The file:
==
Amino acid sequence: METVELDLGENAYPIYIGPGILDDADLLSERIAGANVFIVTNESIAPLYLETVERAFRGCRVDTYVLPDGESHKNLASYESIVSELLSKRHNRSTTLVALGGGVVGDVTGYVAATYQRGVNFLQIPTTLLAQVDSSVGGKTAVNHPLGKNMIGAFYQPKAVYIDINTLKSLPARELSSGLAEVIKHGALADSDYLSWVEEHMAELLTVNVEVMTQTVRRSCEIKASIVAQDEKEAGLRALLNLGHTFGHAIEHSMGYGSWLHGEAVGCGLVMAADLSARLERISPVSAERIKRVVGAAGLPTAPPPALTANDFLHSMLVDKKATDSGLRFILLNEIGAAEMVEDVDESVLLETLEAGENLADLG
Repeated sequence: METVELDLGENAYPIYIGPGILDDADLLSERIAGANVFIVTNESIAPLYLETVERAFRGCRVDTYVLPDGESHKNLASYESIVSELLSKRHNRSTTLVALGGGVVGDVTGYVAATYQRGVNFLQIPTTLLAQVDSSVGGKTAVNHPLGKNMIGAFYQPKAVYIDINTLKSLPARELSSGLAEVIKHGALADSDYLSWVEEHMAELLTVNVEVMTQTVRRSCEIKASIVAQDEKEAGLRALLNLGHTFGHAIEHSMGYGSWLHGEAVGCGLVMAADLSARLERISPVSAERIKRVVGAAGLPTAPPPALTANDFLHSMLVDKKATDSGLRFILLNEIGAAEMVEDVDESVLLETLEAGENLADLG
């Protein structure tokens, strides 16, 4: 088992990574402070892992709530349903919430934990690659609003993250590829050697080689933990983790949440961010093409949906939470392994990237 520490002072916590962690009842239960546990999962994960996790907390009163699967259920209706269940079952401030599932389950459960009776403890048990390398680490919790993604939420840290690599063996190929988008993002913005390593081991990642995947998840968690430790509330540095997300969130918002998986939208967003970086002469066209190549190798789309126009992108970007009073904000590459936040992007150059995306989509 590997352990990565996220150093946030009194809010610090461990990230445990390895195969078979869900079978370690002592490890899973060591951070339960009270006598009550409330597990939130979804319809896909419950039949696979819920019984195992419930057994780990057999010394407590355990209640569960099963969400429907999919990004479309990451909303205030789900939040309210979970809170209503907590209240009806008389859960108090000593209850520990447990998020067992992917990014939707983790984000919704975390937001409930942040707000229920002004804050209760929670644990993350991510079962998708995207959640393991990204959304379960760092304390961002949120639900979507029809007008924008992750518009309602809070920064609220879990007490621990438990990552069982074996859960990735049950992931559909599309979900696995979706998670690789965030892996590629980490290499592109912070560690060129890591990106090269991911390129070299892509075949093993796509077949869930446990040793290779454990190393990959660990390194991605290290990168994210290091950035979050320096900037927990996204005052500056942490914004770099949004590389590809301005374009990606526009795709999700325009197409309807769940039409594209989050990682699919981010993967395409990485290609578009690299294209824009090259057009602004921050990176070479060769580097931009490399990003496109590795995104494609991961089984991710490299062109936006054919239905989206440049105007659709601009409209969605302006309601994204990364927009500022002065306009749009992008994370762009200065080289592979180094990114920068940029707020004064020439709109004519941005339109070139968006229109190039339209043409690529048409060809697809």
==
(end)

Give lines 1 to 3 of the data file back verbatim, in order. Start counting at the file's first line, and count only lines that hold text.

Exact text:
Amino acid sequence: METVELDLGENAYPIYIGPGILDDADLLSERIAGANVFIVTNESIAPLYLETVERAFRGCRVDTYVLPDGESHKNLASYESIVSELLSKRHNRSTTLVALGGGVVGDVTGYVAATYQRGVNFLQIPTTLLAQVDSSVGGKTAVNHPLGKNMIGAFYQPKAVYIDINTLKSLPARELSSGLAEVIKHGALADSDYLSWVEEHMAELLTVNVEVMTQTVRRSCEIKASIVAQDEKEAGLRALLNLGHTFGHAIEHSMGYGSWLHGEAVGCGLVMAADLSARLERISPVSAERIKRVVGAAGLPTAPPPALTANDFLHSMLVDKKATDSGLRFILLNEIGAAEMVEDVDESVLLETLEAGENLADLG
Repeated sequence: METVELDLGENAYPIYIGPGILDDADLLSERIAGANVFIVTNESIAPLYLETVERAFRGCRVDTYVLPDGESHKNLASYESIVSELLSKRHNRSTTLVALGGGVVGDVTGYVAATYQRGVNFLQIPTTLLAQVDSSVGGKTAVNHPLGKNMIGAFYQPKAVYIDINTLKSLPARELSSGLAEVIKHGALADSDYLSWVEEHMAELLTVNVEVMTQTVRRSCEIKASIVAQDEKEAGLRALLNLGHTFGHAIEHSMGYGSWLHGEAVGCGLVMAADLSARLERISPVSAERIKRVVGAAGLPTAPPPALTANDFLHSMLVDKKATDSGLRFILLNEIGAAEMVEDVDESVLLETLEAGENLADLG
């Protein structure tokens, strides 16, 4: 088992990574402070892992709530349903919430934990690659609003993250590829050697080689933990983790949440961010093409949906939470392994990237 520490002072916590962690009842239960546990999962994960996790907390009163699967259920209706269940079952401030599932389950459960009776403890048990390398680490919790993604939420840290690599063996190929988008993002913005390593081991990642995947998840968690430790509330540095997300969130918002998986939208967003970086002469066209190549190798789309126009992108970007009073904000590459936040992007150059995306989509 590997352990990565996220150093946030009194809010610090461990990230445990390895195969078979869900079978370690002592490890899973060591951070339960009270006598009550409330597990939130979804319809896909419950039949696979819920019984195992419930057994780990057999010394407590355990209640569960099963969400429907999919990004479309990451909303205030789900939040309210979970809170209503907590209240009806008389859960108090000593209850520990447990998020067992992917990014939707983790984000919704975390937001409930942040707000229920002004804050209760929670644990993350991510079962998708995207959640393991990204959304379960760092304390961002949120639900979507029809007008924008992750518009309602809070920064609220879990007490621990438990990552069982074996859960990735049950992931559909599309979900696995979706998670690789965030892996590629980490290499592109912070560690060129890591990106090269991911390129070299892509075949093993796509077949869930446990040793290779454990190393990959660990390194991605290290990168994210290091950035979050320096900037927990996204005052500056942490914004770099949004590389590809301005374009990606526009795709999700325009197409309807769940039409594209989050990682699919981010993967395409990485290609578009690299294209824009090259057009602004921050990176070479060769580097931009490399990003496109590795995104494609991961089984991710490299062109936006054919239905989206440049105007659709601009409209969605302006309601994204990364927009500022002065306009749009992008994370762009200065080289592979180094990114920068940029707020004064020439709109004519941005339109070139968006229109190039339209043409690529048409060809697809």